Microsoft repeatedly talked up creating a more consistent, more engaging and simply larger addressable market than the console/PC gaming has ever seen before. And as part of that Spencer took some further swipes at the industry’s past and those who still operate in that model.

“Our power is to empower everyone to play the games you want, with the people you want, anywhere you want. That’s a big change to how this industry has traditionally worked, in the past a lot of games companies have been about locking players into certain hardware, and erecting barriers between players,” observed Phil Spencer.

“We want everyone on earth to be able to join in, no matter what device you have access to, or where you are, and without spending a lot of money on every bit of individual entertainment,” he noted in clear reference to Game Pass. “And for many players this is an investment that will limit their ability to play. That cost and that retail model, for some, have limited the audience for creators and the entire industry,” he argued.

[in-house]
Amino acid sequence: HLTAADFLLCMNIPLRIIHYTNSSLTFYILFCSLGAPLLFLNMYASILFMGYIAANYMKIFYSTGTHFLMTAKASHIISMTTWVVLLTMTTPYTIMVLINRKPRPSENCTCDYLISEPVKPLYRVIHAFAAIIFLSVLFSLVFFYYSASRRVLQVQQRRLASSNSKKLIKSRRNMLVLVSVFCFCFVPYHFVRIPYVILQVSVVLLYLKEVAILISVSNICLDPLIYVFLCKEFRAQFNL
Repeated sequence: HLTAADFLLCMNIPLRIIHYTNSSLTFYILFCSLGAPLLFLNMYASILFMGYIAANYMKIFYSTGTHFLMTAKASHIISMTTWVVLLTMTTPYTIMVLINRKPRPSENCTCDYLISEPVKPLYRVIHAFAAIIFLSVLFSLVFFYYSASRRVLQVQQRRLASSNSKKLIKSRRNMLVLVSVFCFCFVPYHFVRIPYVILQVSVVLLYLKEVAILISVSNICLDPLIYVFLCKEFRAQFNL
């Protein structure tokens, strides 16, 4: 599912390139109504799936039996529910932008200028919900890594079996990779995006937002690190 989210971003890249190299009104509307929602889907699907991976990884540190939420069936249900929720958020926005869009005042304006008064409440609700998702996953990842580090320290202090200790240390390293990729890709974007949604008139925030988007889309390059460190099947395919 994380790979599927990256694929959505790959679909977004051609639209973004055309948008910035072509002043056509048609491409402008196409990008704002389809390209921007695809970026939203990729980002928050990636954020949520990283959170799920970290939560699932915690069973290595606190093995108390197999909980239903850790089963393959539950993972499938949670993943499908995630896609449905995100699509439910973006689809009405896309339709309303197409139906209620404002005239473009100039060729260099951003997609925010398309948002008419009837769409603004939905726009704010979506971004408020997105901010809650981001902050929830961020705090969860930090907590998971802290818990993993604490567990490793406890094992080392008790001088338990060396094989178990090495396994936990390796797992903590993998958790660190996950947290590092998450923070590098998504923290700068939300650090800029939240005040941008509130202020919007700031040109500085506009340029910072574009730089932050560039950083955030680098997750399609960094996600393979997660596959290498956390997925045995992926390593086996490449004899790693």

“But we believe that only this company, only Microsoft, can bring to bear the global scale, the vast wellsprings of technical innovation, the financial resources, and the deep, decades-long legacy in video games required to truly bring the joy and community of gaming to everyone.”


And Spencer’s rhetoric was backed up by a lengthy appearance from Microsoft CEO Satya Nadella, making it clear that the broader company was fully behind Xbox.

“As a company, Microsoft is all-in on gaming. Gaming is the most dynamic category in the entertainment industry. Three billion consumers look to gaming for entertainment, community, creation, as well as a real sense of achievement, and our ambition is to empower each of them, wherever they play.

“We believe that Microsoft can play a leading role in democratizing gaming and defining the future of interactive entertainment. There are really three key areas where we believe we have an incredible competitive advantage: First, our leadership in cloud computing. Second, the resources we have to build our subscription service, Xbox Game Pass. And third, our overall focus on empowering creators.”